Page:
THE Provincial Government of Negros Occidental is further capacitating upland people’s organizations (POs) in the province to become frontliners in the protection and conservation of the environment, an official said.
Executive Assistant to the Governor for Provincial Environment Management Office (Pemo) Affairs lawyer Julie Ann Bedrio, on the sidelines of the 3rd Upland People’s Organization Summit at the Provincial Capitol’s Social Hall in Bacolod City on Monday, August 2, said it is the Provincial Government’s role to capacitate upland farmers.
Bedrio said people in the forest areas are assisted in terms of growing their crops, making them aware of their rights and responsibilities as certificate of stewardship contract (CSC) holders, and enabling them to interact with the people in the community, as well as how to improve their organizations.
“We are also empowering them as partners of the province in environment protection and conservation,” she said, stressing that “there’s a need to further involve upland communities as they are the frontliners in the protection of our forest covers and forest lands.”
Organized by Pemo, the one-day summit aims to gather POs from the upland areas mainly to present the current situation, and underscore and address prevailing issues and concerns currently hounding the upland communities.
Among which, included conversion of most Integrated Social Forestry (ISF) area located within the Northern Negros Natural Park (NNP) to agricultural land use such as sugarcane, pineapple, rice, and mango plantation.
The Provincial Government has also identified as issues and concerns the rampant selling and waiving of rights over the area, construction of permanent structures within the CSC covered area, canceled CSCs being occupied by the holders, CSCs found to be within a titled property, and boundary conflict between farm lots, among others.
Recognizing these issues, Bedrio said efforts toward addressing environmental degradation in the province have to be continued despite the prevailing threat of coronavirus disease (Covid-19).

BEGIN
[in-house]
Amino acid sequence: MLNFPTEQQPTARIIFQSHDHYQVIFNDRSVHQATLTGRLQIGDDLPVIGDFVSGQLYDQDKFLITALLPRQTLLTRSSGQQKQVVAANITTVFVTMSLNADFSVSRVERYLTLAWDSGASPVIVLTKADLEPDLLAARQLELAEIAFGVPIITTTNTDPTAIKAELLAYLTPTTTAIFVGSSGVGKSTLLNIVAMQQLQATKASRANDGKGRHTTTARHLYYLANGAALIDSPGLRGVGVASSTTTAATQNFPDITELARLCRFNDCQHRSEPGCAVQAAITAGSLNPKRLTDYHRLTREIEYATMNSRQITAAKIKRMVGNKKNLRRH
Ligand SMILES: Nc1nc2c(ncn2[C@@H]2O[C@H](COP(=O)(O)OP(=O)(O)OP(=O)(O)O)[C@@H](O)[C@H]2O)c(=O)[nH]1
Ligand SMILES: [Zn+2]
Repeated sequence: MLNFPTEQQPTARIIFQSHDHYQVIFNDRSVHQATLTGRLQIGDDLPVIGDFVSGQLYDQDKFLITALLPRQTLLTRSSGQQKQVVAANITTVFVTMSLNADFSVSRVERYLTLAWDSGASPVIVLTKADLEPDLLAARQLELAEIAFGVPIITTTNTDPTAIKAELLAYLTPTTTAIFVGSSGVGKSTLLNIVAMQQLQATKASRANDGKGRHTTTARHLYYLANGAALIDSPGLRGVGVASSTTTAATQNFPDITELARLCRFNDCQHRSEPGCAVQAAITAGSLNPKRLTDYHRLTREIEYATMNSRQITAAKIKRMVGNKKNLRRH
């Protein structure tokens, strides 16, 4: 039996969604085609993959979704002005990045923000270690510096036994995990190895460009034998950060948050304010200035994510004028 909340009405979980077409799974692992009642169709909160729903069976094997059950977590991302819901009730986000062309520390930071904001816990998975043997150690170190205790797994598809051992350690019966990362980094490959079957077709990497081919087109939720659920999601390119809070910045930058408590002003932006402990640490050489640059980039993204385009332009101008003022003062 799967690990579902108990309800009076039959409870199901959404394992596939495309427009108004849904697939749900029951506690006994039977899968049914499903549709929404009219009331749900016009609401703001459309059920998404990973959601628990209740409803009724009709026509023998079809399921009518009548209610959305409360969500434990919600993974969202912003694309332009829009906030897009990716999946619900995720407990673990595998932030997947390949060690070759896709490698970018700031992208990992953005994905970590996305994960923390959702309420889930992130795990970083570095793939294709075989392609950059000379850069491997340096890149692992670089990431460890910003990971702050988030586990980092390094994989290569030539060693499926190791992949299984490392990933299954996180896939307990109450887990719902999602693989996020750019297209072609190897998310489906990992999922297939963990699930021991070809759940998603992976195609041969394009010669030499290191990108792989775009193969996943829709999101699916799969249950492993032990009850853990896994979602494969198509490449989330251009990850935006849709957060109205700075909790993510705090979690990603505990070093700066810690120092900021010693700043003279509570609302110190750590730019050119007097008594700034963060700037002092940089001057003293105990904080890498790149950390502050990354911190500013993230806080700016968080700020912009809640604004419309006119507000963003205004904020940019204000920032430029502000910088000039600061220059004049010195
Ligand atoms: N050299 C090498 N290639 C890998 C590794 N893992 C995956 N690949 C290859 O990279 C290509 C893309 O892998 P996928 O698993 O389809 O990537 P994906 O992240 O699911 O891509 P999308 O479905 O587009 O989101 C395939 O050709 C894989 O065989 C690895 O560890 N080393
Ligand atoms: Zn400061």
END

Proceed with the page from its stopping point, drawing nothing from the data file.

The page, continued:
“Though we are currently facing a health crisis, our responsibility to protect our natural resources stays,” she said, adding that “environmental catastrophes like the recent floods in the province and the Covid-19 pandemic are all interrelated.”
This is our intergenerational responsibility to protect our environment, the official said, as she pointed out that the summit is timely and relevant.
This, she said, also serves as a venue to exhibit the products of the upland farmers, and discuss the updates in the law including those for community-based special agreement for protected areas, among others.
Speakers from the Provincial Environment and Natural Resources Office (Penro) and Community Environment and Natural Resources Office (Cenro) discussed the Integrated Social Forestry Program Devolution to Local Government Units (LGUs), and the Protected Area Community-Based Resources Management Agreement (Pacbarma), Special Use Agreement for Protected Areas (Sapa) and other tenurial instruments.
To provide participating upland farmers with livelihood opportunities, the summit also included talks on topics like Best Farm Practices on Cacao Growing, Processing and Marketing, and Innovation for Upland Communities.
In Negros Occidental, there are currently 69 POs composed of at least 8,300 members. All are holders of CSC under the ISF Program of the government.
The Provincial Government is banking on their cooperation and help in the protection of the environment particularly in the upland areas.
For his part, Governor Eugenio Lacson said as the world is now in the second year of battling a relentless pandemic, the need to contain the incessant environmental degradation must also be given its due focus.
“As we have this Third Upland People’s Organizations Summit, we need to revisit the importance of upland management and development, and its crucial role in the achievement of our twin objective for ecological stability and improvement of the socio-economic conditions of upland communities,” he said.
The governor, in a video message, said that when the ISF Program was devolved from the Department of Environment and Natural Resources (DENR) to the Provincial Government in 1993, the latter remained committed to the task of rehabilitating and protecting the environment by providing developmental projects to all 69 ISF sites.
As this summit aims to be a venue for the deliberation of strategies and innovation, Lacson said there’s a need to accept that the task is now beyond the recovery and the conservation of the ecosystem.
“Our task has now escalated to reversing the trend of distraction that has been prevalent for years,” he said, adding that socio-economic development can never be viable if the state of the environment continues to decline.